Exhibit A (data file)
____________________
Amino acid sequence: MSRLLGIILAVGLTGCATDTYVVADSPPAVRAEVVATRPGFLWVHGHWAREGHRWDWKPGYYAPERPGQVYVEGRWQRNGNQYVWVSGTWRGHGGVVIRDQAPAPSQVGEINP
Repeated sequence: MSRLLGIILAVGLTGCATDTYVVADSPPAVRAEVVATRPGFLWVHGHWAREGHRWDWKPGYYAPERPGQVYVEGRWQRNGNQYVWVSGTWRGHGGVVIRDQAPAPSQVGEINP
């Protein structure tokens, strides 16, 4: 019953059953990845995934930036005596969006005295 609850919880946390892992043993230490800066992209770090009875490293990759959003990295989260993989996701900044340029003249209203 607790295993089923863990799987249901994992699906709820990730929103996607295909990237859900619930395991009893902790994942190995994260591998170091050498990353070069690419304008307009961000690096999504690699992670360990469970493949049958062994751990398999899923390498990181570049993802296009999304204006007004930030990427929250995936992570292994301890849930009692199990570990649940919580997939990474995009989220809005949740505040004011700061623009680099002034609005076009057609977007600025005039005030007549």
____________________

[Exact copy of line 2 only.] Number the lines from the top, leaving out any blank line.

Repeated sequence: MSRLLGIILAVGLTGCATDTYVVADSPPAVRAEVVATRPGFLWVHGHWAREGHRWDWKPGYYAPERPGQVYVEGRWQRNGNQYVWVSGTWRGHGGVVIRDQAPAPSQVGEINP